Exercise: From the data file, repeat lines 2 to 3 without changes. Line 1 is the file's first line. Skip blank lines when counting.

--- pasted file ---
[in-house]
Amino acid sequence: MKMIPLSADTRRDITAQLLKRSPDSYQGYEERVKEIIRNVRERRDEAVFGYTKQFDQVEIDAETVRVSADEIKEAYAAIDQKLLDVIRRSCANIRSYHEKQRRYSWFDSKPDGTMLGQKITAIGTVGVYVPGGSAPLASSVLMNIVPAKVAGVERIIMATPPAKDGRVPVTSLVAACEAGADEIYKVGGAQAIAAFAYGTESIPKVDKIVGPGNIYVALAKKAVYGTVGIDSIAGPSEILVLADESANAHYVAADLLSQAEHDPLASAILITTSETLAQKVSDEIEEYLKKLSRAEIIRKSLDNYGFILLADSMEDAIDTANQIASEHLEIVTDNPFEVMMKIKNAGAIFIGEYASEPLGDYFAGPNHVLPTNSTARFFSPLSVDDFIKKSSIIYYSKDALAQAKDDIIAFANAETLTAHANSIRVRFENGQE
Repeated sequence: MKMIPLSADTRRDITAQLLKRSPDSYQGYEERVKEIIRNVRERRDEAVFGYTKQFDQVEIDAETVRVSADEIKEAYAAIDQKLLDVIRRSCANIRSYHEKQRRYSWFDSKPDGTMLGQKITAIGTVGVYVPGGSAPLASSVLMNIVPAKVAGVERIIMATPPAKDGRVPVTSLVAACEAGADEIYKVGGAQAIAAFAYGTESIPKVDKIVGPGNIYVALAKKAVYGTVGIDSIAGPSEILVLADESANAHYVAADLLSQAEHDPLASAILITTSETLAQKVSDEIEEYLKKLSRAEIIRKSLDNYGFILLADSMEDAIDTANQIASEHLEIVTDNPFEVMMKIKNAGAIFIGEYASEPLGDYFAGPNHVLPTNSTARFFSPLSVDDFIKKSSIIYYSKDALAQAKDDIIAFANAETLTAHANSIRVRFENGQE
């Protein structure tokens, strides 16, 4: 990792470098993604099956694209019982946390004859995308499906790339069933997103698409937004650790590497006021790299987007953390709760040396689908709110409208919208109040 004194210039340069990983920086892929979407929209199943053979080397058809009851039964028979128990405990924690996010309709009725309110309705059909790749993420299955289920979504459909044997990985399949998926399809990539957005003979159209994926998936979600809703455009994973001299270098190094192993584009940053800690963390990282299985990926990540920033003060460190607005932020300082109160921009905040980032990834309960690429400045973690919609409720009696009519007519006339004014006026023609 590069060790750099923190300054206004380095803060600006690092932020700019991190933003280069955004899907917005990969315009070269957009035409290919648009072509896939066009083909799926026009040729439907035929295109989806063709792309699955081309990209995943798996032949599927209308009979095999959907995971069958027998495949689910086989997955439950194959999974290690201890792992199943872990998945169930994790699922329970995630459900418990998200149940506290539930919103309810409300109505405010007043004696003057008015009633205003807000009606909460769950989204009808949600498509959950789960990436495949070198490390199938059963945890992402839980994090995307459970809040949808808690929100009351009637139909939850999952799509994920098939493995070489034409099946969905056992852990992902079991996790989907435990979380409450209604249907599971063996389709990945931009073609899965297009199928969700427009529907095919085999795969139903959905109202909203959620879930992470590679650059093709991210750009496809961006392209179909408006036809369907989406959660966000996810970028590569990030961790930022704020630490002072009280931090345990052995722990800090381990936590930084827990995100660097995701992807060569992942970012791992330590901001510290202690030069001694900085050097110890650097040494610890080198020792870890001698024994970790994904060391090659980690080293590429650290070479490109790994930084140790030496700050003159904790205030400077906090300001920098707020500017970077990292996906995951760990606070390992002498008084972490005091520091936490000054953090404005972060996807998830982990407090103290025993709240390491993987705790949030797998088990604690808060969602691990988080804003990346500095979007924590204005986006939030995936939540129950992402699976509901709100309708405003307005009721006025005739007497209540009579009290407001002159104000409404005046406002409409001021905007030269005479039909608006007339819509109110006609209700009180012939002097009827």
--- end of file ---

Amino acid sequence: MKMIPLSADTRRDITAQLLKRSPDSYQGYEERVKEIIRNVRERRDEAVFGYTKQFDQVEIDAETVRVSADEIKEAYAAIDQKLLDVIRRSCANIRSYHEKQRRYSWFDSKPDGTMLGQKITAIGTVGVYVPGGSAPLASSVLMNIVPAKVAGVERIIMATPPAKDGRVPVTSLVAACEAGADEIYKVGGAQAIAAFAYGTESIPKVDKIVGPGNIYVALAKKAVYGTVGIDSIAGPSEILVLADESANAHYVAADLLSQAEHDPLASAILITTSETLAQKVSDEIEEYLKKLSRAEIIRKSLDNYGFILLADSMEDAIDTANQIASEHLEIVTDNPFEVMMKIKNAGAIFIGEYASEPLGDYFAGPNHVLPTNSTARFFSPLSVDDFIKKSSIIYYSKDALAQAKDDIIAFANAETLTAHANSIRVRFENGQE
Repeated sequence: MKMIPLSADTRRDITAQLLKRSPDSYQGYEERVKEIIRNVRERRDEAVFGYTKQFDQVEIDAETVRVSADEIKEAYAAIDQKLLDVIRRSCANIRSYHEKQRRYSWFDSKPDGTMLGQKITAIGTVGVYVPGGSAPLASSVLMNIVPAKVAGVERIIMATPPAKDGRVPVTSLVAACEAGADEIYKVGGAQAIAAFAYGTESIPKVDKIVGPGNIYVALAKKAVYGTVGIDSIAGPSEILVLADESANAHYVAADLLSQAEHDPLASAILITTSETLAQKVSDEIEEYLKKLSRAEIIRKSLDNYGFILLADSMEDAIDTANQIASEHLEIVTDNPFEVMMKIKNAGAIFIGEYASEPLGDYFAGPNHVLPTNSTARFFSPLSVDDFIKKSSIIYYSKDALAQAKDDIIAFANAETLTAHANSIRVRFENGQE